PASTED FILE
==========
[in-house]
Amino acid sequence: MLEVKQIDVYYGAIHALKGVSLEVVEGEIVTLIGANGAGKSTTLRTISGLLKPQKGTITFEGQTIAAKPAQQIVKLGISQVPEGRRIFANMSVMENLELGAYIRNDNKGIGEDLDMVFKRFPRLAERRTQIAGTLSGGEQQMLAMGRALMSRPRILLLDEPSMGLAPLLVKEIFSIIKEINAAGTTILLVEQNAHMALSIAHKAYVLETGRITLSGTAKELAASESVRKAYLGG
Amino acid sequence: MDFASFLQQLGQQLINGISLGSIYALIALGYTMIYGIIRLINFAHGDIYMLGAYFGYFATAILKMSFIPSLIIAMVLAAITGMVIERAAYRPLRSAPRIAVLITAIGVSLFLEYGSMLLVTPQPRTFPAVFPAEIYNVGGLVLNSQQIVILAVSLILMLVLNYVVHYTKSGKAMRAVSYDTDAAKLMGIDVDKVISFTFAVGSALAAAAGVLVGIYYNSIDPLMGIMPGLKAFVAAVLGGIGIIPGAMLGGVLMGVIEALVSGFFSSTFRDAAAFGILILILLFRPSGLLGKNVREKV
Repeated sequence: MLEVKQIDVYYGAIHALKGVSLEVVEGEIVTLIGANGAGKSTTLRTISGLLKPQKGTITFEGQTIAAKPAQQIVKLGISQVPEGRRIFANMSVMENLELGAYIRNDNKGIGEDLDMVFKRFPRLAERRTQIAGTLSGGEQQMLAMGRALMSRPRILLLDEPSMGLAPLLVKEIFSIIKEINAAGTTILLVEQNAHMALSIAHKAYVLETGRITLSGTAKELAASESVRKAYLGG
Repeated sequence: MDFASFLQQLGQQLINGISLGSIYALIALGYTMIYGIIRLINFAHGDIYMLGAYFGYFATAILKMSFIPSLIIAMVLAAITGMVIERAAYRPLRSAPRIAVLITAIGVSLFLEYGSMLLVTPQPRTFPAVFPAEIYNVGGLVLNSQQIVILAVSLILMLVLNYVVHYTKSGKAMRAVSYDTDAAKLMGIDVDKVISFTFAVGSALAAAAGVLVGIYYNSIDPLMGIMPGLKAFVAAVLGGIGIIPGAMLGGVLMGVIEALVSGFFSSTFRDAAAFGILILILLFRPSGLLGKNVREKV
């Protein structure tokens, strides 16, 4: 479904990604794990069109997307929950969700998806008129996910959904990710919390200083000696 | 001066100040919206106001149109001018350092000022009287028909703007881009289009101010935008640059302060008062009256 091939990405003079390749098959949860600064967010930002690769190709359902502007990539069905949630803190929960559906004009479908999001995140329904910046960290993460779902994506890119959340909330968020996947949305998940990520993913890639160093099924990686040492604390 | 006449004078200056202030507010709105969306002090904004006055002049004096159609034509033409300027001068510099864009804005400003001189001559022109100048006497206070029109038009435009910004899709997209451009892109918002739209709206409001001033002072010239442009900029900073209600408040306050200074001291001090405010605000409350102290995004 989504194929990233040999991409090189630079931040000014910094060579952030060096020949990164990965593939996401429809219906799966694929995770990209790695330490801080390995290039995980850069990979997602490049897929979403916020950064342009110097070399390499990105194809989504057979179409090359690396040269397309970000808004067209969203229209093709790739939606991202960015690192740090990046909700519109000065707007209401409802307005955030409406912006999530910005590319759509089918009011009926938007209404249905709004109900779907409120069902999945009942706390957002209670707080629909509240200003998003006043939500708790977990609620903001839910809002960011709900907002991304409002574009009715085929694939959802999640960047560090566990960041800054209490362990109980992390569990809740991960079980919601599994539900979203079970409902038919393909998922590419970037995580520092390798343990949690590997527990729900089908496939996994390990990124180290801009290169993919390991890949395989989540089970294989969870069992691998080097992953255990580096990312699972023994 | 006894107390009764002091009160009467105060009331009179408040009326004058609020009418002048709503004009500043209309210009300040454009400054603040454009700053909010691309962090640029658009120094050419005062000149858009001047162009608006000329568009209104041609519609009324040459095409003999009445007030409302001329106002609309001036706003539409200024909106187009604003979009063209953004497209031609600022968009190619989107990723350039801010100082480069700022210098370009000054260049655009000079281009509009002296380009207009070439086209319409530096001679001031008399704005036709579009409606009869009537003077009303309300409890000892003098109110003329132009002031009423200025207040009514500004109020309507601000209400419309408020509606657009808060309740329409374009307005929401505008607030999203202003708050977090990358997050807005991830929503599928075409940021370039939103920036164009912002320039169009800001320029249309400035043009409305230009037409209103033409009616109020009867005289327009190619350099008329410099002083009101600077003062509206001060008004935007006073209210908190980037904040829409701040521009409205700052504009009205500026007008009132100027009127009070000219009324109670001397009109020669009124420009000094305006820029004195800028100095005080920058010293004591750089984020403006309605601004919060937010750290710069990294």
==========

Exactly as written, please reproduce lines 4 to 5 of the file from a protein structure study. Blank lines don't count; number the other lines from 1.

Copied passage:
Repeated sequence: MLEVKQIDVYYGAIHALKGVSLEVVEGEIVTLIGANGAGKSTTLRTISGLLKPQKGTITFEGQTIAAKPAQQIVKLGISQVPEGRRIFANMSVMENLELGAYIRNDNKGIGEDLDMVFKRFPRLAERRTQIAGTLSGGEQQMLAMGRALMSRPRILLLDEPSMGLAPLLVKEIFSIIKEINAAGTTILLVEQNAHMALSIAHKAYVLETGRITLSGTAKELAASESVRKAYLGG
Repeated sequence: MDFASFLQQLGQQLINGISLGSIYALIALGYTMIYGIIRLINFAHGDIYMLGAYFGYFATAILKMSFIPSLIIAMVLAAITGMVIERAAYRPLRSAPRIAVLITAIGVSLFLEYGSMLLVTPQPRTFPAVFPAEIYNVGGLVLNSQQIVILAVSLILMLVLNYVVHYTKSGKAMRAVSYDTDAAKLMGIDVDKVISFTFAVGSALAAAAGVLVGIYYNSIDPLMGIMPGLKAFVAAVLGGIGIIPGAMLGGVLMGVIEALVSGFFSSTFRDAAAFGILILILLFRPSGLLGKNVREKV